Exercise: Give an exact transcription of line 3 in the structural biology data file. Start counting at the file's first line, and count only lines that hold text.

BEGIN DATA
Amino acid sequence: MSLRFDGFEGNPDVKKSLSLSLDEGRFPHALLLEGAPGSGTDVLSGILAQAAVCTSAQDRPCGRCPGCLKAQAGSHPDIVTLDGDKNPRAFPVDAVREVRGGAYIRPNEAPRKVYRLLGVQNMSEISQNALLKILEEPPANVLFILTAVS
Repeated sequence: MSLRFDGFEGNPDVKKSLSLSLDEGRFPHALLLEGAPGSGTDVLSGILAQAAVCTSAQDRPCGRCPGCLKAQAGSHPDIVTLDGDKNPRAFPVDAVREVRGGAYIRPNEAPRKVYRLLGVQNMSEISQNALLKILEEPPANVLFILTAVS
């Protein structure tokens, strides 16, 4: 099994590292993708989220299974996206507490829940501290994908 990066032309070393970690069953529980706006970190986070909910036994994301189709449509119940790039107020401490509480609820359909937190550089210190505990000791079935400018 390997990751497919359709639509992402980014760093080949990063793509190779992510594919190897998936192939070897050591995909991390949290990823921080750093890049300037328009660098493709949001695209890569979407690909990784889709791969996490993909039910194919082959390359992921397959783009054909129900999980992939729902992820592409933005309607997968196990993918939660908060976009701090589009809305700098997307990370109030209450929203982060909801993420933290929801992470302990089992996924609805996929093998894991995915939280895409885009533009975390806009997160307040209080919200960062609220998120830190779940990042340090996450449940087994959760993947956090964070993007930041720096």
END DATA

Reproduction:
């Protein structure tokens, strides 16, 4: 099994590292993708989220299974996206507490829940501290994908 990066032309070393970690069953529980706006970190986070909910036994994301189709449509119940790039107020401490509480609820359909937190550089210190505990000791079935400018 390997990751497919359709639509992402980014760093080949990063793509190779992510594919190897998936192939070897050591995909991390949290990823921080750093890049300037328009660098493709949001695209890569979407690909990784889709791969996490993909039910194919082959390359992921397959783009054909129900999980992939729902992820592409933005309607997968196990993918939660908060976009701090589009809305700098997307990370109030209450929203982060909801993420933290929801992470302990089992996924609805996929093998894991995915939280895409885009533009975390806009997160307040209080919200960062609220998120830190779940990042340090996450449940087994959760993947956090964070993007930041720096």